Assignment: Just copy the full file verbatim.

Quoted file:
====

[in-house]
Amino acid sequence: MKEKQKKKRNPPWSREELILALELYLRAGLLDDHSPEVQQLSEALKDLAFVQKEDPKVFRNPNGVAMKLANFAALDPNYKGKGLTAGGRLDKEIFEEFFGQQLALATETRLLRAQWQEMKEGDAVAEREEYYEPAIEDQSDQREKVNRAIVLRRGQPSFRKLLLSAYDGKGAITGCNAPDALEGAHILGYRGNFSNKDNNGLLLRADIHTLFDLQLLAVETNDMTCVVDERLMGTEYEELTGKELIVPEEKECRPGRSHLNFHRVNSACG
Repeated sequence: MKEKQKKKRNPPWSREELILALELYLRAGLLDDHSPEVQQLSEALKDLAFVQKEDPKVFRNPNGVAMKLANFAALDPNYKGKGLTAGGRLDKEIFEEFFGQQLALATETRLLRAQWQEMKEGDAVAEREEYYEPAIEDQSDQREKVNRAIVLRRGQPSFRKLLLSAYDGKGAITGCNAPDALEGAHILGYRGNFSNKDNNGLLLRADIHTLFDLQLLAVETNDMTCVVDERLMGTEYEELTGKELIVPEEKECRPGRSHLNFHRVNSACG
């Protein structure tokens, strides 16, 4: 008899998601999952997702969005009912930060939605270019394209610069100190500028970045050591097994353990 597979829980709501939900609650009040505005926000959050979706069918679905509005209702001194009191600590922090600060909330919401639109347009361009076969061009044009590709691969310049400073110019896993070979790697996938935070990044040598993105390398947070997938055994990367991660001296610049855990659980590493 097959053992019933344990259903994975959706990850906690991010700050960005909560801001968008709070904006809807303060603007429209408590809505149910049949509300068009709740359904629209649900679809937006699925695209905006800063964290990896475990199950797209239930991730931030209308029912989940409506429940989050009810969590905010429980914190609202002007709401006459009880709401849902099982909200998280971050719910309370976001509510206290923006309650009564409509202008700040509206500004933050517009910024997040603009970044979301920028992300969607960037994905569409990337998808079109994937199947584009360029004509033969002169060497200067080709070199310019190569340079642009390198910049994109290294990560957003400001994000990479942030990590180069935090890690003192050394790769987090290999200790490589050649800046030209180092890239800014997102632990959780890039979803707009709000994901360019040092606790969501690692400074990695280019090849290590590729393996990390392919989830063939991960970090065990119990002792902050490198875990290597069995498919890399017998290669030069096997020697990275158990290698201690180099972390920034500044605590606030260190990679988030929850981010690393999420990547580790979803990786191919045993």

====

[in-house]
Amino acid sequence: MKEKQKKKRNPPWSREELILALELYLRAGLLDDHSPEVQQLSEALKDLAFVQKEDPKVFRNPNGVAMKLANFAALDPNYKGKGLTAGGRLDKEIFEEFFGQQLALATETRLLRAQWQEMKEGDAVAEREEYYEPAIEDQSDQREKVNRAIVLRRGQPSFRKLLLSAYDGKGAITGCNAPDALEGAHILGYRGNFSNKDNNGLLLRADIHTLFDLQLLAVETNDMTCVVDERLMGTEYEELTGKELIVPEEKECRPGRSHLNFHRVNSACG
Repeated sequence: MKEKQKKKRNPPWSREELILALELYLRAGLLDDHSPEVQQLSEALKDLAFVQKEDPKVFRNPNGVAMKLANFAALDPNYKGKGLTAGGRLDKEIFEEFFGQQLALATETRLLRAQWQEMKEGDAVAEREEYYEPAIEDQSDQREKVNRAIVLRRGQPSFRKLLLSAYDGKGAITGCNAPDALEGAHILGYRGNFSNKDNNGLLLRADIHTLFDLQLLAVETNDMTCVVDERLMGTEYEELTGKELIVPEEKECRPGRSHLNFHRVNSACG
């Protein structure tokens, strides 16, 4: 008899998601999952997702969005009912930060939605270019394209610069100190500028970045050591097994353990 597979829980709501939900609650009040505005926000959050979706069918679905509005209702001194009191600590922090600060909330919401639109347009361009076969061009044009590709691969310049400073110019896993070979790697996938935070990044040598993105390398947070997938055994990367991660001296610049855990659980590493 097959053992019933344990259903994975959706990850906690991010700050960005909560801001968008709070904006809807303060603007429209408590809505149910049949509300068009709740359904629209649900679809937006699925695209905006800063964290990896475990199950797209239930991730931030209308029912989940409506429940989050009810969590905010429980914190609202002007709401006459009880709401849902099982909200998280971050719910309370976001509510206290923006309650009564409509202008700040509206500004933050517009910024997040603009970044979301920028992300969607960037994905569409990337998808079109994937199947584009360029004509033969002169060497200067080709070199310019190569340079642009390198910049994109290294990560957003400001994000990479942030990590180069935090890690003192050394790769987090290999200790490589050649800046030209180092890239800014997102632990959780890039979803707009709000994901360019040092606790969501690692400074990695280019090849290590590729393996990390392919989830063939991960970090065990119990002792902050490198875990290597069995498919890399017998290669030069096997020697990275158990290698201690180099972390920034500044605590606030260190990679988030929850981010690393999420990547580790979803990786191919045993």